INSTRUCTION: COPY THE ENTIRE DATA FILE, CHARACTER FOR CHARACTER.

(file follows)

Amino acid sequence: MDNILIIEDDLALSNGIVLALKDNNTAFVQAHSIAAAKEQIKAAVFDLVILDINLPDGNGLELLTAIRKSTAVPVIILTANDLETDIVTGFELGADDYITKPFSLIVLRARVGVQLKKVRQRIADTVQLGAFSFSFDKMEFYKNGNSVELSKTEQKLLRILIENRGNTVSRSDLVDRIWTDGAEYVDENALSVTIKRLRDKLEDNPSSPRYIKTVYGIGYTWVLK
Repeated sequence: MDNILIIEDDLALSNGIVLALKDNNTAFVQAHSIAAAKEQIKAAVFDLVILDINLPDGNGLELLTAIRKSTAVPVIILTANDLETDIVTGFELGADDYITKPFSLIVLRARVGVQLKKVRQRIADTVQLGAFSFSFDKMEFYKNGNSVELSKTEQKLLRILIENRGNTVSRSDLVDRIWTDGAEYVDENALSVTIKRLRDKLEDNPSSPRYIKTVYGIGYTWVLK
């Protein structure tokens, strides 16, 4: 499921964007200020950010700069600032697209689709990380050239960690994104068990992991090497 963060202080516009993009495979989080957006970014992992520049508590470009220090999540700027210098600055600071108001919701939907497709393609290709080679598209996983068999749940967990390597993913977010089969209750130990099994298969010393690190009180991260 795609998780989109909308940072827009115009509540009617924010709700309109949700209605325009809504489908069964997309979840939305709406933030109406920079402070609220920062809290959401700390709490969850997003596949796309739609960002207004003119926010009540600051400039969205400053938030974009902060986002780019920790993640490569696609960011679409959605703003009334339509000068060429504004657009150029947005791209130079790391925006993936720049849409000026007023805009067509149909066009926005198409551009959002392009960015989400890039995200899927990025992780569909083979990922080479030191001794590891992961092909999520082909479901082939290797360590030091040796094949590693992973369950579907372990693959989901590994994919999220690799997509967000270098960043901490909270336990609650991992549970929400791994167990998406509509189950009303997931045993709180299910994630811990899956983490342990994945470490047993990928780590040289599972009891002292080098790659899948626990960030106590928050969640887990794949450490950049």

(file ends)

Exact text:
Amino acid sequence: MDNILIIEDDLALSNGIVLALKDNNTAFVQAHSIAAAKEQIKAAVFDLVILDINLPDGNGLELLTAIRKSTAVPVIILTANDLETDIVTGFELGADDYITKPFSLIVLRARVGVQLKKVRQRIADTVQLGAFSFSFDKMEFYKNGNSVELSKTEQKLLRILIENRGNTVSRSDLVDRIWTDGAEYVDENALSVTIKRLRDKLEDNPSSPRYIKTVYGIGYTWVLK
Repeated sequence: MDNILIIEDDLALSNGIVLALKDNNTAFVQAHSIAAAKEQIKAAVFDLVILDINLPDGNGLELLTAIRKSTAVPVIILTANDLETDIVTGFELGADDYITKPFSLIVLRARVGVQLKKVRQRIADTVQLGAFSFSFDKMEFYKNGNSVELSKTEQKLLRILIENRGNTVSRSDLVDRIWTDGAEYVDENALSVTIKRLRDKLEDNPSSPRYIKTVYGIGYTWVLK
């Protein structure tokens, strides 16, 4: 499921964007200020950010700069600032697209689709990380050239960690994104068990992991090497 963060202080516009993009495979989080957006970014992992520049508590470009220090999540700027210098600055600071108001919701939907497709393609290709080679598209996983068999749940967990390597993913977010089969209750130990099994298969010393690190009180991260 795609998780989109909308940072827009115009509540009617924010709700309109949700209605325009809504489908069964997309979840939305709406933030109406920079402070609220920062809290959401700390709490969850997003596949796309739609960002207004003119926010009540600051400039969205400053938030974009902060986002780019920790993640490569696609960011679409959605703003009334339509000068060429504004657009150029947005791209130079790391925006993936720049849409000026007023805009067509149909066009926005198409551009959002392009960015989400890039995200899927990025992780569909083979990922080479030191001794590891992961092909999520082909479901082939290797360590030091040796094949590693992973369950579907372990693959989901590994994919999220690799997509967000270098960043901490909270336990609650991992549970929400791994167990998406509509189950009303997931045993709180299910994630811990899956983490342990994945470490047993990928780590040289599972009891002292080098790659899948626990960030106590928050969640887990794949450490950049």